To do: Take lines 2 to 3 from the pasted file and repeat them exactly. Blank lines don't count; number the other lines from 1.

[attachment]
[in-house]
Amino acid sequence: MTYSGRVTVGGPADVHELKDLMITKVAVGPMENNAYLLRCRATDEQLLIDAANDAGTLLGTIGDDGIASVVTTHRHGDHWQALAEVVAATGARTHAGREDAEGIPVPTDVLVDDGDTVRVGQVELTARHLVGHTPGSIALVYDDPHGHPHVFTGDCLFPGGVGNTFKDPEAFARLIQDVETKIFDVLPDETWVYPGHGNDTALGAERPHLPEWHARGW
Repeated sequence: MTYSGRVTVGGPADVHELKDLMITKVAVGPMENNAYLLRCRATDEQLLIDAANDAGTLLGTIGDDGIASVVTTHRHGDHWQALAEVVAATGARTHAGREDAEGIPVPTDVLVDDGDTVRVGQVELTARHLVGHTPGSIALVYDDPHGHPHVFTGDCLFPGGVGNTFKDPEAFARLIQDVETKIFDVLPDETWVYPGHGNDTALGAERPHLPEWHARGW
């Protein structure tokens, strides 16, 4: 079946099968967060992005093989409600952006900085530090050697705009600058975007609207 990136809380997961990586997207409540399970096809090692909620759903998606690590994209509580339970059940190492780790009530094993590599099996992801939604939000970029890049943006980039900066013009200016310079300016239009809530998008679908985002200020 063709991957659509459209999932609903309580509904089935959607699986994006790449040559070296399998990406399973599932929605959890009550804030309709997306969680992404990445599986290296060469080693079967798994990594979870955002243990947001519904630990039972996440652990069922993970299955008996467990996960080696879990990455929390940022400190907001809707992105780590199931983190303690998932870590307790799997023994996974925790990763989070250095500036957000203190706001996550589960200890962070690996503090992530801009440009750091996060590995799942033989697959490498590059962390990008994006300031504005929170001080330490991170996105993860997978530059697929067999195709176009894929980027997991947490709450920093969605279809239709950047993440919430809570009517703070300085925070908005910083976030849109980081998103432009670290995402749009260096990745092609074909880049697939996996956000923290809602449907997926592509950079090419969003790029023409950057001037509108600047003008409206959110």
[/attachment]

Amino acid sequence: MTYSGRVTVGGPADVHELKDLMITKVAVGPMENNAYLLRCRATDEQLLIDAANDAGTLLGTIGDDGIASVVTTHRHGDHWQALAEVVAATGARTHAGREDAEGIPVPTDVLVDDGDTVRVGQVELTARHLVGHTPGSIALVYDDPHGHPHVFTGDCLFPGGVGNTFKDPEAFARLIQDVETKIFDVLPDETWVYPGHGNDTALGAERPHLPEWHARGW
Repeated sequence: MTYSGRVTVGGPADVHELKDLMITKVAVGPMENNAYLLRCRATDEQLLIDAANDAGTLLGTIGDDGIASVVTTHRHGDHWQALAEVVAATGARTHAGREDAEGIPVPTDVLVDDGDTVRVGQVELTARHLVGHTPGSIALVYDDPHGHPHVFTGDCLFPGGVGNTFKDPEAFARLIQDVETKIFDVLPDETWVYPGHGNDTALGAERPHLPEWHARGW